For 10 years now, students from Hill-Murray School’s Christian Service Learning class have been tutoring fourth-graders at Webster Elementary in North St. Paul. Along the way, they have learned valuable lessons: Small kids, no matter what their race, religion or economic status, like having big kids talk to them. And most everyone needs a little help with math once in a while.
But perhaps the most dramatic lesson came earlier this school year. That’s when the Hill-Murray students discovered dozens of hungry Webster kids go home every Friday to empty cupboards and sparse refrigerators.
That jarring reality not only convinced the student tutors to act — it inspired most of the private Catholic school to mobilize. “We’re like their safety net,” said Kennedy Firkus-Houge, a Hill-Murray student and former tutor.
Said Joe Swanson, who has organized his classmates to collect food for the young students he has befriended: “I’d heard about [families needing food]. But this makes it personal. It’s given me a whole new way to look at the world.”
Every Friday for the past few years, Webster teachers have sent home backpacks stuffed with groceries for 25 or more students whose families have little else, said Webster Principal Mona Perkins. It began after teachers learned that, for some students, Friday’s school lunch was the last complete meal they would eat until school breakfast on Monday.
So teachers converted a corner of their staff lounge into a makeshift pantry, stocking shelves with groceries donated by an area church foodshelf. But at the beginning of this school year, the church had to pull out of the arrangement, Perkins said. Other needs were too great.
It was an unexpected blow for a school where 80 percent of students qualify for free or reduced-price lunch, Perkins said. Soon afterward, she asked Tim Cooper, who teaches Hill-Murray’s Christian Service Learning class and is in Webster almost every day, if he had any ideas.
Why not ask his students? he wondered.
He did, and the idea took off.
Student tutors mobilized and mentioned the need to classmates. Soon, members of Hill-Murray’s hockey, soccer, basketball, lacrosse and football teams got in on it, too, organizing food drives at games and retreats. Where initially six Hill-Murray students volunteered at Webster each semester, now, the whole school was involved.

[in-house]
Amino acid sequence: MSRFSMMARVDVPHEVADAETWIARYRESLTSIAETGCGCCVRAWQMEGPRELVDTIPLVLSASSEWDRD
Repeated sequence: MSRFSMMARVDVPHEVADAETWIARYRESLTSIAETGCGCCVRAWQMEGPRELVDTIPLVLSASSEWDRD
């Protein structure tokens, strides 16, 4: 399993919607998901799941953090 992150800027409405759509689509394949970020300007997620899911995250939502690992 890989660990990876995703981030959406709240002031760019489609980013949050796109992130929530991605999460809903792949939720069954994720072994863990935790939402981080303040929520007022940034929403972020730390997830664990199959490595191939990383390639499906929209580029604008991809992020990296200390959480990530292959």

Several times this year, trucks and sport-utility vehicles packed with food have made deposits at Webster.
“I expected a food drive,” Perkins said, “maybe a few boxes of groceries. What I didn’t expect was for them to own this. This is all done by kids for kids.”
Chuck Briscoe, Hill-Murray’s principal, said he’s not surprised.
“Service to others is really the cornerstone of our school,” he said. “I tear up just reading the reflection papers the kids write about their experience.”
Hill-Murray students expanded their efforts. They’ve held a coat drive. At Halloween, they hosted a haunted house for Webster students. At Christmas, they collected items for a low-cost holiday shop so the younger students could buy gifts for their families.
Webster teacher Catherine Cranston has had Hill-Murray volunteers in her classroom for “eight or nine years. We get to watch our kids bond with teenagers who are learning just as much about them.”
Henry Venuta, a Hill-Murray senior from Stillwater, recently spent time in the lunchroom, chatting and laughing with several Webster kids. Working with them for an hour a day, four days a week, for 18 weeks has taught him something about a school with so many children living in poverty.
“It’s a little more normal than what I was expecting,” he said.
One day last month, with the shelves in the Webster teachers’ lounge looking barren, Cooper, Perkins and other school officials waited for Hill-Murray students to drive the couple of miles between the schools to deliver more food.
A bit before 2 p.m., a caravan of vehicles appeared in the parking lot. Soon, Hill-Murray students were hauling boxes and bags of food inside. As they worked, several Webster students, smiling and giddy to see their teenage tutors, came out to help.
By the time the high school and elementary kids were done, groceries were stacked high against a hallway wall.
“This is one week’s worth of a food drive,” Cooper said as he watched students big and small share hugs and smiles. “Pretty stunning.”